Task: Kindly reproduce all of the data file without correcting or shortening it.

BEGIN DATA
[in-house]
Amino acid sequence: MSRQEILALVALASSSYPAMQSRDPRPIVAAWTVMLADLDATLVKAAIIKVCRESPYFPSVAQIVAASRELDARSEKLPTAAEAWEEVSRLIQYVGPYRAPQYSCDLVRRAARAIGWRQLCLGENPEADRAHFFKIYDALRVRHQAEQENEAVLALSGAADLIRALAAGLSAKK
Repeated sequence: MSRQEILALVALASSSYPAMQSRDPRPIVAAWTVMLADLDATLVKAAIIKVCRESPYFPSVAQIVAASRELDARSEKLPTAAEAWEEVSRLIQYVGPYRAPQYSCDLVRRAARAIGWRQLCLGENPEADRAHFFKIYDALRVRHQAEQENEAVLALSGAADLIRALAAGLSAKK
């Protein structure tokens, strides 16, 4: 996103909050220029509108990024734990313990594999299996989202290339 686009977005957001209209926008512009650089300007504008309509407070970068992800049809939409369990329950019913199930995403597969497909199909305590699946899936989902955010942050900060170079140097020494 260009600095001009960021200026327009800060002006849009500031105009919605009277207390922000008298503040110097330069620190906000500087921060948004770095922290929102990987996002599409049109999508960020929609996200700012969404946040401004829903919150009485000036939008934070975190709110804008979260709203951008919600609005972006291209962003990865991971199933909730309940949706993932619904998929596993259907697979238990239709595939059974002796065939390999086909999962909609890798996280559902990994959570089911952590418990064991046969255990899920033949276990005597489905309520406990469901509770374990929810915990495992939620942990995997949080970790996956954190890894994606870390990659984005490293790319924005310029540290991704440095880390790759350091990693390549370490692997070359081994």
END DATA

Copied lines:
[in-house]
Amino acid sequence: MSRQEILALVALASSSYPAMQSRDPRPIVAAWTVMLADLDATLVKAAIIKVCRESPYFPSVAQIVAASRELDARSEKLPTAAEAWEEVSRLIQYVGPYRAPQYSCDLVRRAARAIGWRQLCLGENPEADRAHFFKIYDALRVRHQAEQENEAVLALSGAADLIRALAAGLSAKK
Repeated sequence: MSRQEILALVALASSSYPAMQSRDPRPIVAAWTVMLADLDATLVKAAIIKVCRESPYFPSVAQIVAASRELDARSEKLPTAAEAWEEVSRLIQYVGPYRAPQYSCDLVRRAARAIGWRQLCLGENPEADRAHFFKIYDALRVRHQAEQENEAVLALSGAADLIRALAAGLSAKK
């Protein structure tokens, strides 16, 4: 996103909050220029509108990024734990313990594999299996989202290339 686009977005957001209209926008512009650089300007504008309509407070970068992800049809939409369990329950019913199930995403597969497909199909305590699946899936989902955010942050900060170079140097020494 260009600095001009960021200026327009800060002006849009500031105009919605009277207390922000008298503040110097330069620190906000500087921060948004770095922290929102990987996002599409049109999508960020929609996200700012969404946040401004829903919150009485000036939008934070975190709110804008979260709203951008919600609005972006291209962003990865991971199933909730309940949706993932619904998929596993259907697979238990239709595939059974002796065939390999086909999962909609890798996280559902990994959570089911952590418990064991046969255990899920033949276990005597489905309520406990469901509770374990929810915990495992939620942990995997949080970790996956954190890894994606870390990659984005490293790319924005310029540290991704440095880390790759350091990693390549370490692997070359081994």